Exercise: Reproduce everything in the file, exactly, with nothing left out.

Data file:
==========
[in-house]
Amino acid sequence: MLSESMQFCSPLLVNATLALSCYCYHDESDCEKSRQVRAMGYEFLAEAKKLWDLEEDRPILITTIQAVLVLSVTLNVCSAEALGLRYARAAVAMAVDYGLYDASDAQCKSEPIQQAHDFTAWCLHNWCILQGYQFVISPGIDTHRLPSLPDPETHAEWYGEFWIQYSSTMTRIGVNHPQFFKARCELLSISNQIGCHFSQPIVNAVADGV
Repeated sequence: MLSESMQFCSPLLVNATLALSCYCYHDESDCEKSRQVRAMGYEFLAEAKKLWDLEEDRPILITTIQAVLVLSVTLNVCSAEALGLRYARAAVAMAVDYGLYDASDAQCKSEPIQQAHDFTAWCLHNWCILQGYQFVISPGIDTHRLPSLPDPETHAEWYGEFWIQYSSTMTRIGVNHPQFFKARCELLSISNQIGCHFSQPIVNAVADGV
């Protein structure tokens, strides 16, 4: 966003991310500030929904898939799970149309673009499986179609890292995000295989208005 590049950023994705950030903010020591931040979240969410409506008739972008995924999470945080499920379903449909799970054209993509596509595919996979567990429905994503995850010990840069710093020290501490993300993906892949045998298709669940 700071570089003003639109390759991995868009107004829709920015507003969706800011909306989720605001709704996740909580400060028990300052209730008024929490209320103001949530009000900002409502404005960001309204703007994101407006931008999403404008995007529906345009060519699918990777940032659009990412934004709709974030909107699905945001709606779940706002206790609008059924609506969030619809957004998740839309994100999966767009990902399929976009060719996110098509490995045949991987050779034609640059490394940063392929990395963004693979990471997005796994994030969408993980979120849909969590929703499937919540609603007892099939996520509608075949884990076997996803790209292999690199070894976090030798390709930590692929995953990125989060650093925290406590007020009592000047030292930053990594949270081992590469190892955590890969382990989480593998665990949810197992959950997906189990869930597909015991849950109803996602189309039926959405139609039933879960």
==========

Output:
[in-house]
Amino acid sequence: MLSESMQFCSPLLVNATLALSCYCYHDESDCEKSRQVRAMGYEFLAEAKKLWDLEEDRPILITTIQAVLVLSVTLNVCSAEALGLRYARAAVAMAVDYGLYDASDAQCKSEPIQQAHDFTAWCLHNWCILQGYQFVISPGIDTHRLPSLPDPETHAEWYGEFWIQYSSTMTRIGVNHPQFFKARCELLSISNQIGCHFSQPIVNAVADGV
Repeated sequence: MLSESMQFCSPLLVNATLALSCYCYHDESDCEKSRQVRAMGYEFLAEAKKLWDLEEDRPILITTIQAVLVLSVTLNVCSAEALGLRYARAAVAMAVDYGLYDASDAQCKSEPIQQAHDFTAWCLHNWCILQGYQFVISPGIDTHRLPSLPDPETHAEWYGEFWIQYSSTMTRIGVNHPQFFKARCELLSISNQIGCHFSQPIVNAVADGV
């Protein structure tokens, strides 16, 4: 966003991310500030929904898939799970149309673009499986179609890292995000295989208005 590049950023994705950030903010020591931040979240969410409506008739972008995924999470945080499920379903449909799970054209993509596509595919996979567990429905994503995850010990840069710093020290501490993300993906892949045998298709669940 700071570089003003639109390759991995868009107004829709920015507003969706800011909306989720605001709704996740909580400060028990300052209730008024929490209320103001949530009000900002409502404005960001309204703007994101407006931008999403404008995007529906345009060519699918990777940032659009990412934004709709974030909107699905945001709606779940706002206790609008059924609506969030619809957004998740839309994100999966767009990902399929976009060719996110098509490995045949991987050779034609640059490394940063392929990395963004693979990471997005796994994030969408993980979120849909969590929703499937919540609603007892099939996520509608075949884990076997996803790209292999690199070894976090030798390709930590692929995953990125989060650093925290406590007020009592000047030292930053990594949270081992590469190892955590890969382990989480593998665990949810197992959950997906189990869930597909015991849950109803996602189309039926959405139609039933879960």